Chile: winery visits, biodynamics and another helicopter ride
Last night's dinner was the launch of Vina San Pedro's 1865 brand, held at the wonderful new Mestizo restaurant we'd been to earlier in the week. It was an enjoyable evening, with good food and some nice wines. I particularly liked their Carmenere. But it ended up being another late night.
This morning we set off at 0830 for the Casablanca Valley, and a few really special appointments. Having come on this trip sceptical about Chile's performance at the top end, today I found some wines that you could pitch against the best of the new world, sure that they'd hold their own. I'm not saying that Chile now has an abundance of world class wines like this, but that they now have some is a certain sign of progress.
First stop was Loma Larga (translates as 'Long Hill'), an enormous property (700 hectares) of which around 150 hectares are under vine. Owned by the Diaz family, most of the vineyard area grows grapes for selling to leading wine companies (which is highly profitable), but 50 or so hectares are used to make the Loma Larga wines. Reds are the speciality here, which is unusual for Casablanca. We tried some great Malbec, Cabernet Franc and Merlot, as well as a lovely Syrah. Deeply impressive. The winery (seen from above, above) is beautiful, with vines growing on the first third or so of the roof, which blends elegantly into the ground.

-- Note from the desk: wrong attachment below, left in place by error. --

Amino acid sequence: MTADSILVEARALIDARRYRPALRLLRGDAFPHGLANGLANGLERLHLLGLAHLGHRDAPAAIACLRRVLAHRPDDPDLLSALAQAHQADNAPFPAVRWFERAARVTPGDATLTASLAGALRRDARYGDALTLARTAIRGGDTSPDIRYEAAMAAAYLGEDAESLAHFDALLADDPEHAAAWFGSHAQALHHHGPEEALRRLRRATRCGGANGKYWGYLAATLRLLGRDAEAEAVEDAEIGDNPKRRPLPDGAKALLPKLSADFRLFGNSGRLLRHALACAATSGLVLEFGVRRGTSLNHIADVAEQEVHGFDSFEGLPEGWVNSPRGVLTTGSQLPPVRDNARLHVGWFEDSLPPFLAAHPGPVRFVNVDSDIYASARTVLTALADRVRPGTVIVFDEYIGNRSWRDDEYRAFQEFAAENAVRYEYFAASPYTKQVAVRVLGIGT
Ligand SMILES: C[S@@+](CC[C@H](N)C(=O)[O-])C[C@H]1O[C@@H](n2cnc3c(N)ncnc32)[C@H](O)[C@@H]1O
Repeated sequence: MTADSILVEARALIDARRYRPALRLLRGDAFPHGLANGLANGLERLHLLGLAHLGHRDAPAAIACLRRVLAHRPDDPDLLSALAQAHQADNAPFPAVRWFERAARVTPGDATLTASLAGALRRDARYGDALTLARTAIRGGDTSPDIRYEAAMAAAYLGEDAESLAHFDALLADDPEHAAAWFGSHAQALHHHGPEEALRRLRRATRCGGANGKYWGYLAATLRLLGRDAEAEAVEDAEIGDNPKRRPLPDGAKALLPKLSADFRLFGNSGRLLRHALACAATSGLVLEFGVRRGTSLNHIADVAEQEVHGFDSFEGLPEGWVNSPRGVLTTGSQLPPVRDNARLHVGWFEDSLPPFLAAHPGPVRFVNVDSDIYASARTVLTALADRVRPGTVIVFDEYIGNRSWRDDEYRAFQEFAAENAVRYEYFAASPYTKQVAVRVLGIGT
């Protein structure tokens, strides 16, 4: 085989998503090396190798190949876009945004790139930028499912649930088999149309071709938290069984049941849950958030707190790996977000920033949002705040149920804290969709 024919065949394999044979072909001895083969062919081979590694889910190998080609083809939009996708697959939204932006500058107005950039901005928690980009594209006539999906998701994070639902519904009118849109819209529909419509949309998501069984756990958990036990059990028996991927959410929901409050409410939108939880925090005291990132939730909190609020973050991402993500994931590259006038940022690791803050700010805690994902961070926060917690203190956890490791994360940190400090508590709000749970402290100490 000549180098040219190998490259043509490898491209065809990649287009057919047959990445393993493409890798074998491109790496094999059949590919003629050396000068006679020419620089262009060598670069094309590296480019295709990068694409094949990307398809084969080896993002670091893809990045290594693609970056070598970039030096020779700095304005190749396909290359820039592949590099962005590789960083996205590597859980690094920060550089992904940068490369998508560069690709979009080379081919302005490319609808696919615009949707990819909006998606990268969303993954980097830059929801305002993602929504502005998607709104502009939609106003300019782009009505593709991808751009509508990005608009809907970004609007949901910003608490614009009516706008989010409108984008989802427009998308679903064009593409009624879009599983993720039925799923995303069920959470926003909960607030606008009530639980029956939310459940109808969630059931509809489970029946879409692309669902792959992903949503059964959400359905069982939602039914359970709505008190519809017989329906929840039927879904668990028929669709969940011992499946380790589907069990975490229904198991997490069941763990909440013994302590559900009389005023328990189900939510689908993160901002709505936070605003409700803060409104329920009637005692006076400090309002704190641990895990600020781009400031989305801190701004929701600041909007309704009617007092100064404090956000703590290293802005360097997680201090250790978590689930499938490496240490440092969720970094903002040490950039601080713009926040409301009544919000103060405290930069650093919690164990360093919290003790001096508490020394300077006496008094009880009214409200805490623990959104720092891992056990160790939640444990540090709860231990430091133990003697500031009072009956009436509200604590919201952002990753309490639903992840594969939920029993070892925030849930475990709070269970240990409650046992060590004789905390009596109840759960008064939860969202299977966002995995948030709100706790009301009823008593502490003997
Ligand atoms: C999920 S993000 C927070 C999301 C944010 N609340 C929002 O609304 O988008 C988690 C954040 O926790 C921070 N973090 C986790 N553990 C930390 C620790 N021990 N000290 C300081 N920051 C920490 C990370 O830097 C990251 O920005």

Three of us were lucky enough to be given a helicopter ride (this winery has its own chopper!) to our next visit, which gave us great views of the Casablanca Valley. (Top picture.)
Matetic was the next stop. It's another large, family-owned venture. This time the property is really huge, at 16 000 hectares, but just 120 of these are planted to vines. The estate, established in 1999, is run biodynamically, although it hasn't yet achieved certification. The wines are thrillingly good, with the Syrah and Malbec/Merlot being the stand-outs for me. The winery building is stunning, too. I was excited by this visit.
Finally, we visited Casas del Bosque. Once again, it's a big property (1000 hectares), owned by an Italian family, with 250 hectares under vine. We tried a range of tank and barrel samples, including an experimental Pinot Noir that was decidedly European in flavour profile, and four different clones of Syrah.
Syrah and Pinot Noir are getting a lot of attention in Chile at the moment, it seems, and I think it's a good thing.